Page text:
On Aug. 22, a Saturday night in Boston, Ryan Madson threw 18 pitches for the Royals. It was his 55th appearance of his first season in the majors since 2011. After the outing, Madson informed the Royals training staff that each of those 18 pitches agonized his right arm.
“Just complete, dead soreness. A deep, deep ache,” Madson said on Saturday at Tropicana Field, where the Royals were playing the Tampa Bay Rays.
Madson has not pitched in a game since. His arm still aches to the touch, he said. Routine games of catch leave him sore.
If this were earlier in the regular season, and not two games away from the September roster expansion, manager Ned Yost indicated the team would place Madson on the disabled list. Yost does not expect to use Madson again until Tuesday, at the earliest.
Never miss a local story.
“It’s just fatigue,” Yost said. “He’s got to build back up. We’ll lay off him here a bit, and get to September.”
Both Madson and Yost categorized the condition as “dead arm,” which involves a general, unspecific soreness wrought by fatigue. The condition saps the life of a pitcher’s arsenal. When Madson tried to throw a bullpen session on Thursday, he could not throw anything low in the strike zone. Even his trademark changeup floated up in disconcerting fashion.
“My only thing is just the timetable,” Madson said. “When is it going to wake back up, and want some more action? Because mentally I want to finish the season strong.”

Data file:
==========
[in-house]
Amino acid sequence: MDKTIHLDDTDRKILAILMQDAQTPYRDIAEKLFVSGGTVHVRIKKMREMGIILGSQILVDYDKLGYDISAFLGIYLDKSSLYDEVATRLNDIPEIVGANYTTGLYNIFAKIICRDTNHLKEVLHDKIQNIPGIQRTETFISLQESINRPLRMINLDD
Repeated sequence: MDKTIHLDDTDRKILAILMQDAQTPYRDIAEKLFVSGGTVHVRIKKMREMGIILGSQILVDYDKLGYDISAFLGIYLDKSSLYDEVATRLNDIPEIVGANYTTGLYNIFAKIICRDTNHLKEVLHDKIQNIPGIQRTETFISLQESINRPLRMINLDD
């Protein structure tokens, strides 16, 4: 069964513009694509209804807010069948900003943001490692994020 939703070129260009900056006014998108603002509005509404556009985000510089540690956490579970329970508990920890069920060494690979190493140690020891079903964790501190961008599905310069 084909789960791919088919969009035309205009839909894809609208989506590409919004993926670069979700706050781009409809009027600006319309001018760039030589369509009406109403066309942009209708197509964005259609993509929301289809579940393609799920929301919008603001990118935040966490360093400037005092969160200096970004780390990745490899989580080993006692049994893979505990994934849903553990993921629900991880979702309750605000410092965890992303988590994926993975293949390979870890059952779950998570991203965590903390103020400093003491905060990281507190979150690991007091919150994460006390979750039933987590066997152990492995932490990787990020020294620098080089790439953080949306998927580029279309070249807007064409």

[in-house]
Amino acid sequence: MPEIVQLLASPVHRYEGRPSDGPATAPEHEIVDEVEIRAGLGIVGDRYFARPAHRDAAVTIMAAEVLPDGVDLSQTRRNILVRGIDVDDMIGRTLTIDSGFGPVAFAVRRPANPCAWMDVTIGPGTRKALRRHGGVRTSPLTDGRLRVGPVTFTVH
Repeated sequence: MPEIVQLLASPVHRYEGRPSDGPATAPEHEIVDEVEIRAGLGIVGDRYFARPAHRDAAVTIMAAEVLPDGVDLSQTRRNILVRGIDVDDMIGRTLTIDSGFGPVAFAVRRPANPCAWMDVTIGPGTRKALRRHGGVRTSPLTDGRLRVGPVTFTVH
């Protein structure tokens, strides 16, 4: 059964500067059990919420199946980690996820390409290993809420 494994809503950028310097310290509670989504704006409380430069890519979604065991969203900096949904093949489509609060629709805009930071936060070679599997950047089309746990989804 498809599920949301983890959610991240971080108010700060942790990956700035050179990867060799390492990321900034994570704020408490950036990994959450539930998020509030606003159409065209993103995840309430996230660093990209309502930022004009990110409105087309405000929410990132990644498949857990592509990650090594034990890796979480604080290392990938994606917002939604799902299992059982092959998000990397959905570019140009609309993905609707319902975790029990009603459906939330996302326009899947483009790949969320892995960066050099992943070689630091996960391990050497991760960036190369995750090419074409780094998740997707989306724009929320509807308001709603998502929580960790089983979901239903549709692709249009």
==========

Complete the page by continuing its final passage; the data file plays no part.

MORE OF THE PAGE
Madson underwent Tommy John surgery in 2012. He missed all of 2013 and 2014 due to complications from the procedure. He insisted his elbow was not the source of his current discomfort. Yost has said the organization does not believe Madson requires an MRI to investigate the injury.
Madson compared his current distress to the dead arm he experienced as a starting pitcher in high school and the minor leagues. But this version, he said, was “the worst kind I’ve ever had.”
With uncertainty surrounding Madson, the depth of Kansas City’s bullpen takes a hit. Yost seeks to keep his relievers fresh for October, and is excited for September call-ups to arrive on Tuesday. But the team still must manage Madson’s condition, in addition to the condition of closer Greg Holland, who has been one of their less reliable relievers this season.
Madson expressed his regret that his unavailability put extra stress on fellow relievers like Luke Hochevar and Franklin Morales. Otherwise, he explained, he is not worried, and believes he can contribute for the Royals in the playoffs.
“Hopefully I’ll start throwing in the next week or so,” Madson said. “It takes about a week or two to build back up. So I’ll get a week or two (of game action) in before any October activity.”